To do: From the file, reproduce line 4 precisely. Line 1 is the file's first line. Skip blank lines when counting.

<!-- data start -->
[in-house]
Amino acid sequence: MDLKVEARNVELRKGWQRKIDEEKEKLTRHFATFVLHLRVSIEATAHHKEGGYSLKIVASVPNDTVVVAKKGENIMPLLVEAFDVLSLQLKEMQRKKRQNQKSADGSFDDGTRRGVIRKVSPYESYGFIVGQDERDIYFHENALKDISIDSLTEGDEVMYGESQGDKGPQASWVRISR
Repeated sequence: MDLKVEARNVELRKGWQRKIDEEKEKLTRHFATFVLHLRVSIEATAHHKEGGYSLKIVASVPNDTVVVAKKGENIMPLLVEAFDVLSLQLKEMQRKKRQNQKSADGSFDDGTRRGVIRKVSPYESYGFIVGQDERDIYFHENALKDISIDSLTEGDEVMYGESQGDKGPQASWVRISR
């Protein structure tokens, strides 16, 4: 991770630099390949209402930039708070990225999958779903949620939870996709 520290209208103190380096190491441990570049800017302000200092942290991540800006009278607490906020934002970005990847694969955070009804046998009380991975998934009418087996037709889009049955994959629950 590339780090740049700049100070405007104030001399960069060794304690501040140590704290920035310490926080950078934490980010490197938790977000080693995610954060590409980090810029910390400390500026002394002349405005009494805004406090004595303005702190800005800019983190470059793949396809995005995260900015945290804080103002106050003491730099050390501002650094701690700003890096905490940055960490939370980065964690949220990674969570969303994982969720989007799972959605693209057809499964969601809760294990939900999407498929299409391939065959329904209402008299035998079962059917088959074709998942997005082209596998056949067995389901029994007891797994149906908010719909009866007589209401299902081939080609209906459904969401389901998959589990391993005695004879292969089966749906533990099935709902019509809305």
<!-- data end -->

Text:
């Protein structure tokens, strides 16, 4: 991770630099390949209402930039708070990225999958779903949620939870996709 520290209208103190380096190491441990570049800017302000200092942290991540800006009278607490906020934002970005990847694969955070009804046998009380991975998934009418087996037709889009049955994959629950 590339780090740049700049100070405007104030001399960069060794304690501040140590704290920035310490926080950078934490980010490197938790977000080693995610954060590409980090810029910390400390500026002394002349405005009494805004406090004595303005702190800005800019983190470059793949396809995005995260900015945290804080103002106050003491730099050390501002650094701690700003890096905490940055960490939370980065964690949220990674969570969303994982969720989007799972959605693209057809499964969601809760294990939900999407498929299409391939065959329904209402008299035998079962059917088959074709998942997005082209596998056949067995389901029994007891797994149906908010719909009866007589209401299902081939080609209906459904969401389901998959589990391993005695004879292969089966749906533990099935709902019509809305």